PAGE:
In the arrangement illustrated in Fig. 5B there are no exhaust ports or manifolds provided in the copli ngportion 14ofthetum1el kiln, and all of the cooling-gases, u p ed here are ex usted.- mn the kiln. throug thesiuteringportinn, and proridenre-lieating orthe ferrite, formingmaterials being supplied by conveyor belt to the sintering zone 03" The arrangement of Fig. 5B is desirable in that it allows. a very simple flowrpattern of thegases within. the tunnel: kiln, and a simple control system providing economical. use of the hot gases of the kiln. The arrangement has the disadvantage of introducing uncertainties as to the composition of the cooling gases in the various zones of the cooling portion 14 and the sintering portion 12 of the tunnel kiln because of the inability to control the extent and rate of mixing of the various cooling gases beingv supplied from. the intake manifolds 17a'- 17d. Additionally, the arrangement requires a relatively large flow of gases through the sintering zone a and it does not provide large percentages of oxygen content in the resulting atmosphere of the sintering zone.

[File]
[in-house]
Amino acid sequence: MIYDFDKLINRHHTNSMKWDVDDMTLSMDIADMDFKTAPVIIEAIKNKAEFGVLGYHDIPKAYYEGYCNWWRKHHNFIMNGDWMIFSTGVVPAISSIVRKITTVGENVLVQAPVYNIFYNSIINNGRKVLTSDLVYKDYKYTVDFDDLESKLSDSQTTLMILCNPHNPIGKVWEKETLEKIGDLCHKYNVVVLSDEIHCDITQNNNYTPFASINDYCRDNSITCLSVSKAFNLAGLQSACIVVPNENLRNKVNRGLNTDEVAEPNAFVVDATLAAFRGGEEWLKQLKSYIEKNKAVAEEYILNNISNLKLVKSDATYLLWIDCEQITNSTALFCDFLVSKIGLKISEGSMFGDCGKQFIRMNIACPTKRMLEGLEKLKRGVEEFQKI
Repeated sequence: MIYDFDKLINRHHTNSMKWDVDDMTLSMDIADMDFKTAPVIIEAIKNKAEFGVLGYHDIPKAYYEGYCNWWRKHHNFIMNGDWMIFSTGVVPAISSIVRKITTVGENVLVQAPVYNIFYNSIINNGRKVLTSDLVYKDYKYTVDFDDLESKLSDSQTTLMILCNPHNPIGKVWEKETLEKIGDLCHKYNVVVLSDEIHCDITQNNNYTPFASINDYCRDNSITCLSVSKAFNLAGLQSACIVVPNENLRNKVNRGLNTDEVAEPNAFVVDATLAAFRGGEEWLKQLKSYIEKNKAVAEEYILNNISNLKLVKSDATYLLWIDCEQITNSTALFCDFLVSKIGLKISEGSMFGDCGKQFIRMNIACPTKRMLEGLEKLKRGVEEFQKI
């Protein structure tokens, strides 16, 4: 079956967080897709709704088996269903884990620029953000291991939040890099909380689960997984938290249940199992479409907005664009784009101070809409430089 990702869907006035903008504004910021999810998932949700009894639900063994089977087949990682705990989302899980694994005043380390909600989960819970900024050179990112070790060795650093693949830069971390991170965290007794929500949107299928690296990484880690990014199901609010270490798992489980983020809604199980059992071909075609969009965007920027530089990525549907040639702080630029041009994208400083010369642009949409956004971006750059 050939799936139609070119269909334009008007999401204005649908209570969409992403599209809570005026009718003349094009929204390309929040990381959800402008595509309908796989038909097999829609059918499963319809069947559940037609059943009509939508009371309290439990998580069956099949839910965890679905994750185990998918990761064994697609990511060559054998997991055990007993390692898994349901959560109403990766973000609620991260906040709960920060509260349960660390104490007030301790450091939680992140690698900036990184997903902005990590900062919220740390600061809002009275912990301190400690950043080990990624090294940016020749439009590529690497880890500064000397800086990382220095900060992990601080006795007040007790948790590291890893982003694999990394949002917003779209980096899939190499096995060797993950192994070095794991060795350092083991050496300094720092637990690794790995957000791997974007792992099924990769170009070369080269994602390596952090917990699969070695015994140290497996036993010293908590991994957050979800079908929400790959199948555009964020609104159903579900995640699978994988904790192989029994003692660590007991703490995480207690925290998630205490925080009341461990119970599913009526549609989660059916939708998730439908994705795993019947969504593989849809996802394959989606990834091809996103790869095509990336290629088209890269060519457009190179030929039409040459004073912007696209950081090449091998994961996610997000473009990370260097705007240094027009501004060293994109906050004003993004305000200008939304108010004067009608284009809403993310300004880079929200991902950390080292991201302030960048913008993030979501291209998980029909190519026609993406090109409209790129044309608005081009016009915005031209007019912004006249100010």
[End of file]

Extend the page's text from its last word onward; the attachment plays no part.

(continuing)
The cooling arrangement illustrated in Fig. 5C of the drawings contains most of the simplicity of the system illustrated inFig, 5B, but allows a freer choice of the atmospheres used in the sintering zone a. It has the disadvantage of exhausting relatively large amounts of high-temperature gases in that it requires the use of a relatively large amount of gases. supplied to the sintering zone a from the intake end of the tunnel kiln to balance the flow of low oxygen content gases produced by the combined flow of cooling gases from the cooling L$b,7! $6,! Kd,,9 6.71